he winter solstice has been celebrated in some way or another for thousands of years. In the Southern Hemisphere, the winter solstice is celebrated in June on either the 21st or 22nd of the month. Pagan religions associated the winter solstice with significant life changes, intricately linked with the universe and fates that determined the future and effected those lives. For science-enthusiasts the winter solstice is an interesting astronomical occurrence that offers an opportunity to celebrate what we have managed to learn about the cosmos and affords us an opportunity to revel in the excitement of space exploration and the complexity of the universe. Winter Solstice marks that day when there is less daylight than at any other time of the year. We commonly refer to it as the shortest day, or the longest night. "Solstice" comes from two Latin words: sol (meaning sun) and


healthyliving - The Gawler Foundation magazine

live off of stored food and whatever animals they could trap. People were troubled as the life-giving sun sank lower in the sky each noon. Eventually, they feared it could disappear completely and leave them in permanent darkness and extreme cold. With the passing of the winter solstice and the rising of the sun in the noon sky, they would have reason to celebrate as they saw the sun strengthening once more. Many months of cold weather still remained before the spring thaw, but they realized that the return of the warm season was inevitable. For this reason, the concept of birth and death/rebirth became associated with the Winter Solstice. Aboriginal people had no elaborate instruments to detect it, but they were able to notice a slight elevation of the sun's path within a few days after the solstice, so, celebrations were timed in this way. Adapted from

Winter While on the surface the winter world appears drab, especially compared to the riot of summer and autumn colours, with wonderosity we can find much to celebrate in these months. Increasing our appreciation for all of Spirit’s Creation by consciously noticing what arouses our wonder is a spiritual practice. Take trees. A friend recently showed us a series of pictures she had taken of the tree outside her apartment window through the different seasons of the year. Whereas in summer its green leaves filled the picture frame with an image of lushness, in winter its bare branches silhouetted against the city skyline created an awe-inspiring metaphor of how nature endures despite the odds in inhospitable environments. Later, we went for a walk through our neighbourhood park, curious to see how those trees might evoke our wonder. We were amazed at the different types of bark and the often strange shapes of the branches. How generous is our Creator to have given us such a rich palette of tones and textures to admire! Wonder inevitably brings us closer to what we know to be an all knowing being. As a spiritual practice, you might make a list of the experiences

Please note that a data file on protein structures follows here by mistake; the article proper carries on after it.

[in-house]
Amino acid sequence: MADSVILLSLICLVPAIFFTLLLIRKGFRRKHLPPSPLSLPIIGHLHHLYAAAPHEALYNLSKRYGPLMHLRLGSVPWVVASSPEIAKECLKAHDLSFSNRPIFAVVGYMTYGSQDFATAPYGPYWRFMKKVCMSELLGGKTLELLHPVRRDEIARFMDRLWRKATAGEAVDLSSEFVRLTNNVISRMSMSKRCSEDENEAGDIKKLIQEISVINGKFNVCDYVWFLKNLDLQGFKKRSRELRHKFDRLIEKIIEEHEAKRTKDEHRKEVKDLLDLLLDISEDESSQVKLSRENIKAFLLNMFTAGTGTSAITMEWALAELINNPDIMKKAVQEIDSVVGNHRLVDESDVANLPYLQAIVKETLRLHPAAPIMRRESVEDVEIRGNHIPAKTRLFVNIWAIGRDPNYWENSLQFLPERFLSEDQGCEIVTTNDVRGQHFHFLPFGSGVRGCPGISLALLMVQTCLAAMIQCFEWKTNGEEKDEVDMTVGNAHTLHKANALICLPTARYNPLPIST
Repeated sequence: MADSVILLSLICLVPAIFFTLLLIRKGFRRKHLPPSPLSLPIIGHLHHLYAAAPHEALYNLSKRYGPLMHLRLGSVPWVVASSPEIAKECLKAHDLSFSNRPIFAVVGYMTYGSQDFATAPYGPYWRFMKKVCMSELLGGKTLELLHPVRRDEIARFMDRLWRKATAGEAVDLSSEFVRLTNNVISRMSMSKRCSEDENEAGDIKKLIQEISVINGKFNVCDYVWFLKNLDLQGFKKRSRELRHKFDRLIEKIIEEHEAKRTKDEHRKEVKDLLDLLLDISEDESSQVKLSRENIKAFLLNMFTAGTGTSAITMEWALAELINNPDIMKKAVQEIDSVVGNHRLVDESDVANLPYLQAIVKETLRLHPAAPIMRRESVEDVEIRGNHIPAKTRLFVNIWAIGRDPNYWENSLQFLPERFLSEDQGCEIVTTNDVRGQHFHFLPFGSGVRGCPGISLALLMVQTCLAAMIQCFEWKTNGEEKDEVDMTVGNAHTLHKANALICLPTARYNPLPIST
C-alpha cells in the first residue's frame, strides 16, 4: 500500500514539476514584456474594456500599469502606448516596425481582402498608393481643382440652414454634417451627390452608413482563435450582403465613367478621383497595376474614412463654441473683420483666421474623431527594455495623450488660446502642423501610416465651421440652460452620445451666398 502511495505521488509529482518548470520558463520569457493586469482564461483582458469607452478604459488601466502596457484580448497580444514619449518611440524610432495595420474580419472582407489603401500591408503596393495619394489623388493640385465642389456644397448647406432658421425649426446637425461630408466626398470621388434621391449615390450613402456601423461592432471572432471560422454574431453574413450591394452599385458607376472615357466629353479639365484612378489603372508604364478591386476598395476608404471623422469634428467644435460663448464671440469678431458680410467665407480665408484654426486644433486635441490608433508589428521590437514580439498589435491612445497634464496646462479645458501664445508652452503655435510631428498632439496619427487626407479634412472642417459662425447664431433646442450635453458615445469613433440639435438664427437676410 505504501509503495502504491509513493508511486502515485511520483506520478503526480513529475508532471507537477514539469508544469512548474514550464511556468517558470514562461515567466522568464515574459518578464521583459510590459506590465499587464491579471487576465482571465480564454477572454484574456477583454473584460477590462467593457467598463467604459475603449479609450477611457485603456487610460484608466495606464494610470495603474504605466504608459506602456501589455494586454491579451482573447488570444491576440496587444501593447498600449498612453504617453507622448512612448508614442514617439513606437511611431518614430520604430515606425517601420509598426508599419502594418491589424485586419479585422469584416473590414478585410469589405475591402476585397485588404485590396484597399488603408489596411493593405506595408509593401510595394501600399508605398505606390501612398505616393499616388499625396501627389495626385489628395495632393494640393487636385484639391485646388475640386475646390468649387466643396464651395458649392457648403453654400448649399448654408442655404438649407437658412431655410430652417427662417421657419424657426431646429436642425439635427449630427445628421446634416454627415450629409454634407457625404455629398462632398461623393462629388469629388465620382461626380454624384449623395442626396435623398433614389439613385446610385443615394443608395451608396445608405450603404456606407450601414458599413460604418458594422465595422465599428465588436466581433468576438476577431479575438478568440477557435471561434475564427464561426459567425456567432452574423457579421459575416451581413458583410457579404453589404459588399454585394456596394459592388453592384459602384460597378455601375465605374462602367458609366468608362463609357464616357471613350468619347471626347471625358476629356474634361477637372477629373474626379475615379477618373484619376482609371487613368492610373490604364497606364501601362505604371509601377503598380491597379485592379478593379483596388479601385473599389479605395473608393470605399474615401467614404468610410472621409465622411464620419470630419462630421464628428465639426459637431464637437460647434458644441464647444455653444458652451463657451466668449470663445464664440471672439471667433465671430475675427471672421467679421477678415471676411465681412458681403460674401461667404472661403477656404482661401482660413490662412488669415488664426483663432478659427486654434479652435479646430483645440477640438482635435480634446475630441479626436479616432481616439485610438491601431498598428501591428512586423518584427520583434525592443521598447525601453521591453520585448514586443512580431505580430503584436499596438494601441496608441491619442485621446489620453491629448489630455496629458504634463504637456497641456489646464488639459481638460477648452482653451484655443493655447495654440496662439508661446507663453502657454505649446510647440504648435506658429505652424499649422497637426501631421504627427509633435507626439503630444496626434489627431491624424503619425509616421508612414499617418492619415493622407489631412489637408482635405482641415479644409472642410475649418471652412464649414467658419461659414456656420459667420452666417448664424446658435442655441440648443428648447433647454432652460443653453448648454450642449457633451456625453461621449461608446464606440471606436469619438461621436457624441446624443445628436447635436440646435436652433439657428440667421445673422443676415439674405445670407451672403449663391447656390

— past and present — that have drawn out your wonderosity. Looking at the world with the eyes of a child is a direct path to wonder. Keeping a wonder book is a good way to awaken and expand your sense of wonder. Create a scrapbook with photos, cut-out pictures, and samples of things that evoke your admiration of wonder and generosity. If you have been keeping a journal for some time, read through old entries for experiences of wonder. Usually you will find they have sparked some of your most vivid descriptions. If crafts and journaling are not your thing, spend some of the long winter nights reading your favourite wonder writers.

In the bookstore HAPPINESS

Thich Nhat Hanh

Reviews by Robin Jones


Thich Nhat Hanh’s teaching is that through mindfulness we can learn to live in the present moment and develop a sense of peace. This book collects all of the mindfulness practices that he has developed over the years, to help us live with mindful awareness in every part of our lives. It is divided into sections such as Daily Practice, Relationships and Community, Physical Practices, Mindful Eating and Practising with Children. Thich Nhat Hanh is famous for the gentle, poetic way he conveys ideas. His writing has great power to engage us in his generous, nonjudgemental, compassionate way of thinking and to invoke those qualities in us. Fans of TNH, of which there are many, will not want to miss this one.


Wendy Palmer


In The Intuitive Body Wendy Palmer draws on her practice of Aikido, a Japanese martial art and meditation, to present her approach to rediscovering the part of ourselves that is wise, kind and capable of clear and powerful embodied action. This way of being arises out of what she calls the “intuitive state”, a spontaneous, intelligent and creative aspect of ourselves which has not been distorted by fear and confusion. She teaches us Basic Practice, a simple, 3-step method using breath, balancing the energy field and feeling gravity, as a tool to ground us in our bodies. Then she discusses mental perception and working with the movement and power of our thoughts to create a spacious environment, from which the wisdom of our intuition can arise. Finally, she addresses the nature of embodied action: entering fully into life situations and working with our perceptions during the many activities and pressures of life. This book is beautifully written. What comes through strongly is that the author has deeply studied and lived these practices, which her generous spirit has urged her to share.


Nancy Liebler & Sandra Moss